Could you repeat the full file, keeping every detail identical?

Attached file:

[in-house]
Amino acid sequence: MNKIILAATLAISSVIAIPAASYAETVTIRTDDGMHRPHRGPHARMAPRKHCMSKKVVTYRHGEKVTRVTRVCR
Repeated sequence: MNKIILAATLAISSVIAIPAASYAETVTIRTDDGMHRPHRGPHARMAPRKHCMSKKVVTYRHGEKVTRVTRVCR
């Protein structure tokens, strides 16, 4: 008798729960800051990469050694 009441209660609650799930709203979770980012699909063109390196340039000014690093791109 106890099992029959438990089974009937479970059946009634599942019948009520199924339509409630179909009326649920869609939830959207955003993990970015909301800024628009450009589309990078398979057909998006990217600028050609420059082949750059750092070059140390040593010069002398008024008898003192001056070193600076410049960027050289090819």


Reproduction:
[in-house]
Amino acid sequence: MNKIILAATLAISSVIAIPAASYAETVTIRTDDGMHRPHRGPHARMAPRKHCMSKKVVTYRHGEKVTRVTRVCR
Repeated sequence: MNKIILAATLAISSVIAIPAASYAETVTIRTDDGMHRPHRGPHARMAPRKHCMSKKVVTYRHGEKVTRVTRVCR
């Protein structure tokens, strides 16, 4: 008798729960800051990469050694 009441209660609650799930709203979770980012699909063109390196340039000014690093791109 106890099992029959438990089974009937479970059946009634599942019948009520199924339509409630179909009326649920869609939830959207955003993990970015909301800024628009450009589309990078398979057909998006990217600028050609420059082949750059750092070059140390040593010069002398008024008898003192001056070193600076410049960027050289090819």